How does your knowledge of U.S. poverty-focused foreign assistance stack up against the average American’s knowledge?
Every year the Kaiser Family Foundation surveys Americans on their ideas of foreign assistance. The results: most Americans have misconceptions about foreign assistance.
U.S. foreign assistance can be complicated, but it has a part in saving over 3 million lives per year. Let’s dive deeper to learn what it is, and more importantly, what it does.
U.S. foreign assistance is money that is given to agencies like USAID to help development and humanitarian assistance programs across more than 100 countries. USAID stands for the United States Agency for International Development, which is the primary U.S. government agency responsible for executing U.S. foreign assistance programs. It was created in 1961 by John F. Kennedy and transformed U.S. foreign assistance programs by bringing together many organizations and programs. Other agencies that fund and oversee U.S. foreign assistance programs include the Peace Corps, the U.S. Department of State, the U.S. Department of the Treasury, the Department of Defense, and more. These agencies all have different humanitarian and development purposes, but they work together to meet the goals for U.S. foreign assistance.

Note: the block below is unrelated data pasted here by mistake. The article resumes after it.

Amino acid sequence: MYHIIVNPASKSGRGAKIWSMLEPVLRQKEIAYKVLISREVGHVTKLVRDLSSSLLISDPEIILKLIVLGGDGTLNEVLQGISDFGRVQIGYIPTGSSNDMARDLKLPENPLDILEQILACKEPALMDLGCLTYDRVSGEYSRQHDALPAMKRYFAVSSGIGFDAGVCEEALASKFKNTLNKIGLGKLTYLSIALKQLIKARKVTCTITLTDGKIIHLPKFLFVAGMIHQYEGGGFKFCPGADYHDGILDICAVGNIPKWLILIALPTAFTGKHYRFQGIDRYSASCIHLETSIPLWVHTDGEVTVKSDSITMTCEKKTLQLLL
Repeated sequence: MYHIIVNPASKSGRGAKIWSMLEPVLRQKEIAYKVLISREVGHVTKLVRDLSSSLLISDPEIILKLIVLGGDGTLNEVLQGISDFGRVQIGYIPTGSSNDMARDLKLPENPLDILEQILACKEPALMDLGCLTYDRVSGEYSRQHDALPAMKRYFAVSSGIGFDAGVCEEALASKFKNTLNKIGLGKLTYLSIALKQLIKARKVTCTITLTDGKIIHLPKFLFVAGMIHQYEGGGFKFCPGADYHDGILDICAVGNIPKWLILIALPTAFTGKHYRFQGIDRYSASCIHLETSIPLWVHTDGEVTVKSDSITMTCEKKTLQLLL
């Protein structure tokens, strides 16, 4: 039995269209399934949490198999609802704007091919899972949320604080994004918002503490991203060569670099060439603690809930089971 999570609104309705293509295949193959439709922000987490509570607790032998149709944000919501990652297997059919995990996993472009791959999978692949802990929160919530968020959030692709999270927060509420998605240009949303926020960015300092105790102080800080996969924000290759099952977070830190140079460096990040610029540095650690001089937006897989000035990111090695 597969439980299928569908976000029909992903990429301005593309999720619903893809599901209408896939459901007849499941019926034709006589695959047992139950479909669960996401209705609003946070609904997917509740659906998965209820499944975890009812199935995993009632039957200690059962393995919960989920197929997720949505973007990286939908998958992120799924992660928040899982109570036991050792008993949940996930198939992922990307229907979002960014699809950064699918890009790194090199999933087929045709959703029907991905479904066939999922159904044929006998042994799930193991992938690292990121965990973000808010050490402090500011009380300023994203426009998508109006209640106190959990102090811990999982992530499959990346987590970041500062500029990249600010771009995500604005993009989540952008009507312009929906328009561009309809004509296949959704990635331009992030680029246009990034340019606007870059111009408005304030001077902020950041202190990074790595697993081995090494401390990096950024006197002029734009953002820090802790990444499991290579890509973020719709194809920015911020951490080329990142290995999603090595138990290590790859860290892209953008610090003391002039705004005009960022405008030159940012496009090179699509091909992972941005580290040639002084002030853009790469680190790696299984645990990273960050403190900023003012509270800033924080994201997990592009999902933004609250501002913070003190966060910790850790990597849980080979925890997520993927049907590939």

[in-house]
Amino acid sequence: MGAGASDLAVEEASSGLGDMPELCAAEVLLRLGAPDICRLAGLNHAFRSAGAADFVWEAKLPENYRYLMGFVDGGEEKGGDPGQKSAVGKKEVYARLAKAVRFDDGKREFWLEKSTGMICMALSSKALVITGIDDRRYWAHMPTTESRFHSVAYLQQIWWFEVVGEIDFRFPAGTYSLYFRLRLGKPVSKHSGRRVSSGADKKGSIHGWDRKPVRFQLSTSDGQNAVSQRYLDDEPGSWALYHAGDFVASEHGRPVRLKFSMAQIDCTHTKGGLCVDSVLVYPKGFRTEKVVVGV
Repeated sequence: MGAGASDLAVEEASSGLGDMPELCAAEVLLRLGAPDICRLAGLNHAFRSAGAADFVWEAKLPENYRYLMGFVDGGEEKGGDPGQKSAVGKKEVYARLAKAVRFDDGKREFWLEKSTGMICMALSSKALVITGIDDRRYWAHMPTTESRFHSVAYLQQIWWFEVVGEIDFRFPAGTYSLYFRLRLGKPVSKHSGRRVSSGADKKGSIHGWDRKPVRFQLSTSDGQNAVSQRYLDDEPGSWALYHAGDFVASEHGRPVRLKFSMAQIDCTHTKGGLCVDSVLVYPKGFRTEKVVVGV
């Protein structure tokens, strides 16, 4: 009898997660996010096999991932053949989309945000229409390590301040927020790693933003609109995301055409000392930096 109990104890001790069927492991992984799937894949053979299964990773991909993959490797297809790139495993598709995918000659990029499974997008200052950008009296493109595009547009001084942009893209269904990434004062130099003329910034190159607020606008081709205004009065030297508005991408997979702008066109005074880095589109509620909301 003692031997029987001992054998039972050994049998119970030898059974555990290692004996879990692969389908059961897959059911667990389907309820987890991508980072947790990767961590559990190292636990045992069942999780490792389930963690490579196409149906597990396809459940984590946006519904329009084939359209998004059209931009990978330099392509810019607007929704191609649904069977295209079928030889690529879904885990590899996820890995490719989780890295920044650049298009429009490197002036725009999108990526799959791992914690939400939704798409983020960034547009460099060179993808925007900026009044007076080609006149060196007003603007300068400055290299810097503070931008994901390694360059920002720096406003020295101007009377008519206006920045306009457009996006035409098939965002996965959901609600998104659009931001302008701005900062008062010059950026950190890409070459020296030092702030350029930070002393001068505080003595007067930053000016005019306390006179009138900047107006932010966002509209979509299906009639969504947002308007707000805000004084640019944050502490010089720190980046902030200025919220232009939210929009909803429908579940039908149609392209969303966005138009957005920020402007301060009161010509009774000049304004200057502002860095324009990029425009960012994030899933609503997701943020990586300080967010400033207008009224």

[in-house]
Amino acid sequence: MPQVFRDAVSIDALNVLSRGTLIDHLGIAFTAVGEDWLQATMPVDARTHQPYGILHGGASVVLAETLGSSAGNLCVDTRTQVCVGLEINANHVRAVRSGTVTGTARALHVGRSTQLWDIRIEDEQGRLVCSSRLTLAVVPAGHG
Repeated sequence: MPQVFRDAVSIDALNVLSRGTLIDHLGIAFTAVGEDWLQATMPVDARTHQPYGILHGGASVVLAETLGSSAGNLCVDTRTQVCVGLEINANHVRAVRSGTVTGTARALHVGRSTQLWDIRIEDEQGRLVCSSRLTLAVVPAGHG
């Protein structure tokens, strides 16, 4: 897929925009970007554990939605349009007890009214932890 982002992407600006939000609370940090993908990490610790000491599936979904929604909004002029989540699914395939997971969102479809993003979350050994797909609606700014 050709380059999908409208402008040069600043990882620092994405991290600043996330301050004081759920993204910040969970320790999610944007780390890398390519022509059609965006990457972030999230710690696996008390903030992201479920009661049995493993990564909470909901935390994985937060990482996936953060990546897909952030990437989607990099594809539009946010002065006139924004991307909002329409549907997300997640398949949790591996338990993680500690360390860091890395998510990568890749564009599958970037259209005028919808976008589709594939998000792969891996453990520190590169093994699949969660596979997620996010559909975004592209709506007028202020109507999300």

But how are development and humanitarian assistance different? Humanitarian assistance is used to help with disaster relief, crisis management, and short-term situations. The focus is on helping people survive in the aftermath of a natural disaster or in the midst of a conflict. This would include things like food and water, medical support, and shelter. Development assistance is focused on the long-term solutions to poverty. It looks at systemic issues and comes alongside communities and individuals to lend them a hand as they step out of poverty.
Though there are many more nuances to U.S. foreign assistance, we hope this gives you a little more insight into how these programs work and their history. If you want to learn more, check out these resources:
Currently, life-saving U.S. foreign assistance programs are at risk of being cut, but you can help.
Photo: Harriet Adong, 24, cooking orange flesh sweet potatoes in their kitchen in Onyapoyere village thanks to a program partially funded by USAID. © 2015 World Vision/ photo by Simon Peter Esaku